As the wisecracking, tactless octogenarian Sophia Petrillo in the American sitcom The Golden Girls (1985-92), Estelle Getty found worldwide fame in her sixties after spending all her working life on the stage.
The tiny redhead, standing at less than 5ft tall, donned a white wig and make-up in order to age 20 years for the role; she was actually 15 months younger than Beatrice Arthur, the actress who played Sophia's divorced daughter, Dorothy, one of the four old women living together in Miami. Betty White played the dippy Rose and Rue McClanahan was the sex-mad Blanche, owner of the house.
The Sicily-born Sophia moved in after her retirement home was razed in a fire and was completely brazen in her sharp-tongued remarks – a trait attributed to the fact that she had previously suffered a stroke and could not control what she said. The result was that Getty had the best one-liners in the sitcom, and further comedy also came from the difference in stature between Getty and Arthur, who towered above her, but had to endure the put-downs. Getty won both a Golden Globe Best Actress award (1986) and an Emmy Outstanding Supporting Actress award (1988).
The character of Sophia had been an after-thought during the programme's development. When the writer, Susan Harris – who also created the popular sitcom Soap – submitted the idea for The Golden Girls to the television executive Michael Eisner, he told her he felt uneasy about the appeal of a programme simply about the relationship between three old women. But instead of adding a younger character, she created Sophia, forcing one of the trio to have to deal with her mother.
The Golden Girls was also the first American sitcom with an all-female starring line-up and, like Harris's groundbreaking previous series, it tackled taboo subjects such as compulsive gambling and homosexuality.
When Bea Arthur wanted to leave, Dorothy was married off and left for Atlanta. The three remaining characters were transplanted to a spin-off series, The Golden Palace (1992-93), in which they entered the hotel trade.
Getty was born Estelle Scher in New York in 1923, the daughter of Polish immigrants who ran a glass business. She sang, danced and acted as a child after seeing a vaudeville show at the age of four. On leaving Seward Park High School, she began to find work as a stand-up comedian in summer resorts in the Catskill Mountains and also acted in Yiddish theatre.
Following her marriage to Arthur Gettleman in 1947, Scher adopted the professional name Estelle Getty and continued to act in New York, often finding herself typecast in the kind of role which would eventually bring her small-screen success. "I've played mothers to heroes and mothers to zeros," Getty recalled in her 1988 autobiography, If I Knew Then What I know Now. . . So What? "I've played Irish mothers, Jewish mothers, Italian mothers, Southern mothers, New England mothers, mothers in plays by Neil Simon and Arthur Miller and Tennessee Williams. I've played mothers to everyone but Attila the Hun."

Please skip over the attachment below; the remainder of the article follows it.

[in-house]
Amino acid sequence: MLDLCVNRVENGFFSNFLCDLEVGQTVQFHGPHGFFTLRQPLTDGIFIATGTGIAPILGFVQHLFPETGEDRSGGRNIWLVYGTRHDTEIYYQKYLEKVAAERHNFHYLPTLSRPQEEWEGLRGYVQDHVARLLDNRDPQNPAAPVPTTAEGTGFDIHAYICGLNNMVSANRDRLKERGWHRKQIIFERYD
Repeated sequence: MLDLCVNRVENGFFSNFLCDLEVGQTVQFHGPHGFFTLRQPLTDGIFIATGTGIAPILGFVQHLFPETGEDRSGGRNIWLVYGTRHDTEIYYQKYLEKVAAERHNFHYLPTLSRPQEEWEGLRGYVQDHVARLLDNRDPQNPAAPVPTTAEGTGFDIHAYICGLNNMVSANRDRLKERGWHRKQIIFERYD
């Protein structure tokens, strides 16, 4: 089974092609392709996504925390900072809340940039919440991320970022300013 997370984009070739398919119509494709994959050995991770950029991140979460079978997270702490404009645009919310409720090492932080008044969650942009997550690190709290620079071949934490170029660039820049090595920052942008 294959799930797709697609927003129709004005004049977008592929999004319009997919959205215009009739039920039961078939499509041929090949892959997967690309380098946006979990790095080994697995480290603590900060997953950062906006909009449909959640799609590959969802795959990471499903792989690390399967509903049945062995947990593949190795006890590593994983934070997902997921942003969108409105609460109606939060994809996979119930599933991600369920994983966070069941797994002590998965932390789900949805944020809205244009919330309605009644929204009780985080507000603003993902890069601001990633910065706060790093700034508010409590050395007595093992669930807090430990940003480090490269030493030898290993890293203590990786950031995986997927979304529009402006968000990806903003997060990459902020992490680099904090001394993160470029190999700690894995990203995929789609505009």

Getty's big break came when she landed the role of Mrs Beckoff, the meddling mother of Harvey Fierstein's drag queen, in the actor-writer's hit Broadway play Torch Song Trilogy (Little Theatre, 1982-85), set in the International Stud nightclub.
When she moved from New York to Los Angeles for the West Coast production of the play, her agents encouraged her to seek screen roles in Hollywood. She said she would give it two months – and the part of Sophia in The Golden Girls was the result. She also played the character in episodes of the sitcoms Empty Nest (1988, 1991), Blossom (1991), Nurses (1993) and Ladies Man (2000), as well as in The Golden Palace.
A British version of The Golden Girls, The Brighton Belles, was launched by ITV in 1993 with a British cast, but failed to emulate the original's success, and was pulled from the schedules before completing its run.
Getty's few film appearances included playing the mothers of Sylvester Stallone in Stop! Or My Mom Will Shoot (1992) and Cher in Mask (1985). She was also in the films Tootsie (1982) and Stuart Little (as Grandma Estelle Little, 1999), and played Barry Manilow's mother in the TV movie Copacabana (1985). In 2000 the actress announced that she was suffering from Parkinson's disease and osteoporosis, and subsequently Alzheimer's disease, although she was later diagnosed as having Lewy body dementia.
Estelle Scher (Estelle Getty), actress: born New York 25 July 1923; married 1947 Arthur Gettleman (died 2004; two sons); died Los Angeles, California 22 July 2008.